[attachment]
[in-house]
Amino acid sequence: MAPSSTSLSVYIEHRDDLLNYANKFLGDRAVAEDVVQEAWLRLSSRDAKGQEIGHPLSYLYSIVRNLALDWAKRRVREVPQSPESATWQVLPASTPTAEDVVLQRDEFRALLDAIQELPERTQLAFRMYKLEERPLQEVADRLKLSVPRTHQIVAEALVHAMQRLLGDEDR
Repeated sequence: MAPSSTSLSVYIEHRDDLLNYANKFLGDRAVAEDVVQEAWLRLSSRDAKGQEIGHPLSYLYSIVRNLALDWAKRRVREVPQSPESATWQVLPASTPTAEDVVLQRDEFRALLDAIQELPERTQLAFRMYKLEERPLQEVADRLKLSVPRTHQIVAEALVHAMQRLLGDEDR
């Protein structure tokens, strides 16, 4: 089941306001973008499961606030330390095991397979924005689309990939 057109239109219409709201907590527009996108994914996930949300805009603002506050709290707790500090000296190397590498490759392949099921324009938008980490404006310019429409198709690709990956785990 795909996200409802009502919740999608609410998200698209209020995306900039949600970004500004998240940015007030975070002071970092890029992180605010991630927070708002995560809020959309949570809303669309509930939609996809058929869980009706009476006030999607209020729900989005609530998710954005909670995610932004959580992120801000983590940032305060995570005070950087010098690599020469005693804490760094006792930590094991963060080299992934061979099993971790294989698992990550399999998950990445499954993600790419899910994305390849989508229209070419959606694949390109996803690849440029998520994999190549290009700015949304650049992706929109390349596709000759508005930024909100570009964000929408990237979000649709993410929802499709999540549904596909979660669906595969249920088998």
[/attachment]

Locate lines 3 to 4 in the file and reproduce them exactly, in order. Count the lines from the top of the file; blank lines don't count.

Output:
Repeated sequence: MAPSSTSLSVYIEHRDDLLNYANKFLGDRAVAEDVVQEAWLRLSSRDAKGQEIGHPLSYLYSIVRNLALDWAKRRVREVPQSPESATWQVLPASTPTAEDVVLQRDEFRALLDAIQELPERTQLAFRMYKLEERPLQEVADRLKLSVPRTHQIVAEALVHAMQRLLGDEDR
């Protein structure tokens, strides 16, 4: 089941306001973008499961606030330390095991397979924005689309990939 057109239109219409709201907590527009996108994914996930949300805009603002506050709290707790500090000296190397590498490759392949099921324009938008980490404006310019429409198709690709990956785990 795909996200409802009502919740999608609410998200698209209020995306900039949600970004500004998240940015007030975070002071970092890029992180605010991630927070708002995560809020959309949570809303669309509930939609996809058929869980009706009476006030999607209020729900989005609530998710954005909670995610932004959580992120801000983590940032305060995570005070950087010098690599020469005693804490760094006792930590094991963060080299992934061979099993971790294989698992990550399999998950990445499954993600790419899910994305390849989508229209070419959606694949390109996803690849440029998520994999190549290009700015949304650049992706929109390349596709000759508005930024909100570009964000929408990237979000649709993410929802499709999540549904596909979660669906595969249920088998």